The economic transformation of Turkey since 1980

The economic transformation of Turkey since 1980

William Armstrong -
The economic transformation of Turkey since 1980

As prime minister from 1983, Turgut Özal oversaw many of the reforms that opened up Turkey’s economy to free-market forces. Hürriyet Photo

‘The Economic Transformation of Turkey: Neoliberalism and State Intervention’ by Nilgün Önder (IB Tauris, $110, 288 pages)

In 1957 the economic historian Karl Polanyi observed that the “road to the free market was opened and kept open by an enormous increase in continuous, centrally organized and controlled interventionism.” Turkey since the 1980s demonstrates the paradox that the opening of markets often goes hand in hand with a strengthening of the state’s iron grip. The reforms that opened up the Turkish economy to international forces after the 1980 coup were pushed by an oppressive, nationalistic military junta and later eagerly followed by civilian governments. Thirty years later, the situation in Turkey today shows that an open economy and a liberal state are far from inevitable counterpoints.

The economic transformation of Turkey since 1980 That insight is at the core of this study by Nilgün Önder, an associate professor at the University of Regina. “The Economic Transformation of Turkey” describes the transformation of Turkey’s economy from 1980 through the 1990s and beyond. It is a fairly orthodox leftist, head-shaking critique of the more baleful effects of the reforms, but the points it makes are worth repeating. In the 1980s, “Turkish state intervention in the economy did not actually decline; rather, its direction changed,” Önder writes. Through a systematic centralization of policy powers, there was a “reinforcement and expansion of [the state’s] coercive powers over society.” Rather than retreating in classic liberal fashion, the state’s role simply shifted in favor of “accumulation functions at the expense of its social welfare role.” The state was transformed from a protector of Turkish society and economy from global market forces to a facilitator of their integration into the world economy.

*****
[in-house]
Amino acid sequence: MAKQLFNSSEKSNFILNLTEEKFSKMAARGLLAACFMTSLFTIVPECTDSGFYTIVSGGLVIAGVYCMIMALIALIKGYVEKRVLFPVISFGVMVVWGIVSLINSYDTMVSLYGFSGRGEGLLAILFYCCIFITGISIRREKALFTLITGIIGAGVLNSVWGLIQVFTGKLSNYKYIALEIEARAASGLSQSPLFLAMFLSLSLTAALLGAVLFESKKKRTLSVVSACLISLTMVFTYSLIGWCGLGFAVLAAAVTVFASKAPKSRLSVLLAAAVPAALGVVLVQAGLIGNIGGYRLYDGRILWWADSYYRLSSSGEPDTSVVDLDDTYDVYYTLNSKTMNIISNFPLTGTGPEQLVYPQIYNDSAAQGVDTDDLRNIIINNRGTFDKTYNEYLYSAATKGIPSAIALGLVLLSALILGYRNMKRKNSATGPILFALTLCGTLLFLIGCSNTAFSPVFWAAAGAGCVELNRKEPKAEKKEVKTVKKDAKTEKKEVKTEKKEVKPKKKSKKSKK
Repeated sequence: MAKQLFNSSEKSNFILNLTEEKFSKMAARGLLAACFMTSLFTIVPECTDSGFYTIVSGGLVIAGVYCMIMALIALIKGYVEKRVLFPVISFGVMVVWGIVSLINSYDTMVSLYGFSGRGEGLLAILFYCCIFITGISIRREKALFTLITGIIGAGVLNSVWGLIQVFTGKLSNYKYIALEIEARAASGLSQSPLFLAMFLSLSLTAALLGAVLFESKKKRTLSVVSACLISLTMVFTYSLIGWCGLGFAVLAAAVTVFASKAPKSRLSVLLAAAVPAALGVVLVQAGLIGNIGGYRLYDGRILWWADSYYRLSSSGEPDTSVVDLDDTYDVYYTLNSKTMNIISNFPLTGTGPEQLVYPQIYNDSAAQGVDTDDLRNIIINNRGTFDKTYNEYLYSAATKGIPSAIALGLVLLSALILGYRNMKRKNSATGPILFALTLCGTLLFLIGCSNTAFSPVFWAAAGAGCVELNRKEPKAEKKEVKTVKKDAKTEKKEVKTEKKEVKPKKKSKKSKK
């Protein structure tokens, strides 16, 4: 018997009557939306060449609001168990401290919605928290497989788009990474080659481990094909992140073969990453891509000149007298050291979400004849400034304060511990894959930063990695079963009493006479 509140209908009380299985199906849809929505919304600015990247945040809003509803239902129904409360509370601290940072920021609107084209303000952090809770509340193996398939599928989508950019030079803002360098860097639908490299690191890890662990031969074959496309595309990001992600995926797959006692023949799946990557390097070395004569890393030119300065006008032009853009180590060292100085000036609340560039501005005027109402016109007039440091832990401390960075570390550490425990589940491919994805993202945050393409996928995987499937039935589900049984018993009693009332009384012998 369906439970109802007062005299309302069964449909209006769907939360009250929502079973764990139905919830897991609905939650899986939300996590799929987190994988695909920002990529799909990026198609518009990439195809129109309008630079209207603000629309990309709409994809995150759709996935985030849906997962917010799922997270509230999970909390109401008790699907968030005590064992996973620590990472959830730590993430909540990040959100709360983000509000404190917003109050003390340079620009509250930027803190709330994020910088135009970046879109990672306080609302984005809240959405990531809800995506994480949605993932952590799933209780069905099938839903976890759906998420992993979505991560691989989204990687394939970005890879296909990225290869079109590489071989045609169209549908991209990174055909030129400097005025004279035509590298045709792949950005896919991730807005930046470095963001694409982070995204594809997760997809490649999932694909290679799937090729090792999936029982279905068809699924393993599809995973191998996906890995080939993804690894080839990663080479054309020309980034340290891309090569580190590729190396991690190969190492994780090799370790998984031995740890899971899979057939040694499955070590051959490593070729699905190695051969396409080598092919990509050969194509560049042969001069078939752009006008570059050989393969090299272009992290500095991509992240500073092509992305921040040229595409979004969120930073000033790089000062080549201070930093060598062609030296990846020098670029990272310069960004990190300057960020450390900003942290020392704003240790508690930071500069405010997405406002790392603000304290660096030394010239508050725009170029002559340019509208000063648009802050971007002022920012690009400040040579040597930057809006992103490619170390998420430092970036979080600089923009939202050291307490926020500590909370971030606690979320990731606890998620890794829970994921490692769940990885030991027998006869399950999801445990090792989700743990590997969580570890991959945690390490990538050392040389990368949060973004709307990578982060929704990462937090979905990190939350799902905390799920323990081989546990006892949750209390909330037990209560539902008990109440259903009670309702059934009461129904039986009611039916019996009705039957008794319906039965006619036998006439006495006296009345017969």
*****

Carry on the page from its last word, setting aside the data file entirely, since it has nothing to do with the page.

Plans to restructure Turkey’s economy actually preceded the military intervention of 1980. In the so-called “24 January decisions” earlier the same year, Süleyman Demirel’s center-right Justice Party government heralded Turkey’s switch from “mixed capitalism” to a free market economy. A raft of IMF-supported reforms envisaged a new regime based on exports, and an end to the country’s traditional import substitution policy. The Turkish Lira would be devalued by 32.7 percent, support for the agricultural sector was lifted or reduced, foreign investment was promoted and importers were given major tax breaks. In March 1980, Ankara signed an agreement with the World Bank to grant Turkey structural adjustment loans, while a three-year stand-by agreement with the IMF three months later provided the largest ever amount of credit granted by the Fund at the time. Turkey was a kind of economic laboratory – described by Önder as “the first major test case for the World Bank’s new structural adjustment lending in cooperation with the IMF’s stabilization program.”

However, prevailing political conditions in Turkey were a major barrier to implementation of the reforms. Instability reigned, with left-wing and right-wing militants spilling blood on the streets daily and labor unions still strong enough to resist planned economic adjustment measures - the number of lawful strikes and workers on strike had reached a record high at the end of the 1970s. The state also lacked the institutional capacity to carry out the policies. It would take a military coup later the same year, on Sept. 12, to create the environment necessary to push through the program.